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FARMINGTON — Leaders in the oil and gas industry got a crash course Thursday night in learning how to effectively talk fracking with the general public by a millennial and former stand-up comic.

Isaac Orr — now a research fellow with The Heartland Institute, a Chicago-based conservative and libertarian public policy think tank — delivered a speech on how to navigate serious issues surrounding the industry. It was a presentation that would have been right at home in a comedy club.

"I love New Mexico. I've only been through a few times, and, unfortunately, most of what I know about it is from 'Breaking Bad,'" Orr told the guests.

The forum for Orr's humor was the annual industry appreciation dinner for the Desk and Derrick Club of Farmington, now in its 64th year. The event was held at the Courtyard by Marriott. The women-led oil and gas industry group holds its annual dinner to celebrate a person who has made significant contributions to the energy industry, but the banquet dinner event this year was conducted on a smaller scale and located at a more affordable venue, according to Jo Webber, Desk and Derrick secretary.

The group, which usually holds lunch meetings and field trips each month through the year, struggled to organize a committee last year and skipped the event, Webber said. Previous appreciation dinners were held at the club room at the San Juan Country Club.

Webber said the humorous atmosphere was a welcome relief.

"There's hardly anybody drilling now," Webber said. "Everything's moving out, so it's been hard to keep people around. The economy's worse this year (because of the slump in oil prices)."

Orr, 27, from Green Bay, Wis., casually addressed the gathering of about 70 guests in the ballroom as "guys" and deployed Norman Vincent Peale-isms like "People don't care what you know until they know that you care."

He offered quick primers on body language and the use of metaphors, peer-to-peer sharing of information,and visual aids when communicating to people with "opposing or uninformed" opinions about the extractive energy industry, popularly known by the single word "fracking."

Orr cited a scene in which a man lights his tap water on fire in the 2010 anti-hydraulic fracturing documentary movie "Gasland" as an example of the power of the visual image over the truth.

"(The scene) is easily the most important, influential scene in anything that's been done on fracking to date," Orr said. "So what I like to do is explain to people why this happens. So the guy (in the film) drilled his water well through a coal bed, and that's a natural source of methane, so regardless if fracking had never been invented or not, this guy was going to have contamination."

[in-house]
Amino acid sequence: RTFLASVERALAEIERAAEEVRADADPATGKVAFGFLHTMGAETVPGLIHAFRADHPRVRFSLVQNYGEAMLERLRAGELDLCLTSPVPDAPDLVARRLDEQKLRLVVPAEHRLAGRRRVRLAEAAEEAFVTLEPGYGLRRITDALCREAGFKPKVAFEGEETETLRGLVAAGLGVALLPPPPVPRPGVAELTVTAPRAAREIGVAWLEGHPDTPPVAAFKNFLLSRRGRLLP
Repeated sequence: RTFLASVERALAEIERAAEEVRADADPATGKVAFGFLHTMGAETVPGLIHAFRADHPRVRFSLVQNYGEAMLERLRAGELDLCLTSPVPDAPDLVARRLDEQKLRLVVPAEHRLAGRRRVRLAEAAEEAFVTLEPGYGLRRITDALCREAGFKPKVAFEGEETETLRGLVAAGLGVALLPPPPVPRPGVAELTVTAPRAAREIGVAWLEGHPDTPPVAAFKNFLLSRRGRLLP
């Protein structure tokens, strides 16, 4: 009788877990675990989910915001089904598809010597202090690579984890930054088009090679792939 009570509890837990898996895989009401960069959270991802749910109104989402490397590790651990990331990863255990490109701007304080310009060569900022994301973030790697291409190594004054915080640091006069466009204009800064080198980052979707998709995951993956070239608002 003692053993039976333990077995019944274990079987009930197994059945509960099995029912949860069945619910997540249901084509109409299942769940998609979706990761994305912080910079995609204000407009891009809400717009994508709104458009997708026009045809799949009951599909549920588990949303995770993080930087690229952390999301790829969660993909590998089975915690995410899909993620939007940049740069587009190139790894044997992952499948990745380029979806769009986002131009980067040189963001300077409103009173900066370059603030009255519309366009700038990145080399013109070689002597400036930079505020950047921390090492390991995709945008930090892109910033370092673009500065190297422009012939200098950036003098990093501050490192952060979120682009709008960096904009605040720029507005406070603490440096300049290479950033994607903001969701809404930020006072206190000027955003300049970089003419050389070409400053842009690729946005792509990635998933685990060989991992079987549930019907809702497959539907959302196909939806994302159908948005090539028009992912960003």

Orr said trying to change minds over the industry is frustrating, but can also be like a game.

"Part of this is promoting how great oil and gas is, and part of this is playing whack-a-mole with every single complaint that people have when it comes to environmental impacts," he said. "So, that's kind of my job, to play whack-a-mole. It's frustrating. I kind of have tennis elbow now. But it's also really rewarding when you see people start to catch on."

"You have to appeal to the rational middle," he said. "What I like to tell people is, shale is a lot like bubble wrap. So the oil and gas is trapped in there, and you have to pop it to have fun because who doesn't love bubble wrap for that reason."

Orr's speech was titled "How to succeed in talking to normal folks about fracking without really trying."

He told guests one of his go-to ways to talk about oil and gas production amid the pressure from low oil prices and lawsuits against the industry by environmental groups is with pictures.

"So, one of the things I want to do at some point in the future is, I want to write a book that's almost all pictures and the title will be 'Friends Don't Let Friends Ban Fracking,'" he said to laughs and applause.

Rod Seale, a petroleum engineer who lives in Farmington, said Orr's humor made him memorable, but his ability to portray the industry in an engaging way impressed him.

"I liked his ability to communicate. The body language, the emotions versus the science," Seale said. "The topics he presented were scientific, but the way he talked about them wasn't scary."

James Fenton is the business editor of The Daily Times. He can be reached at 505-564-4621.

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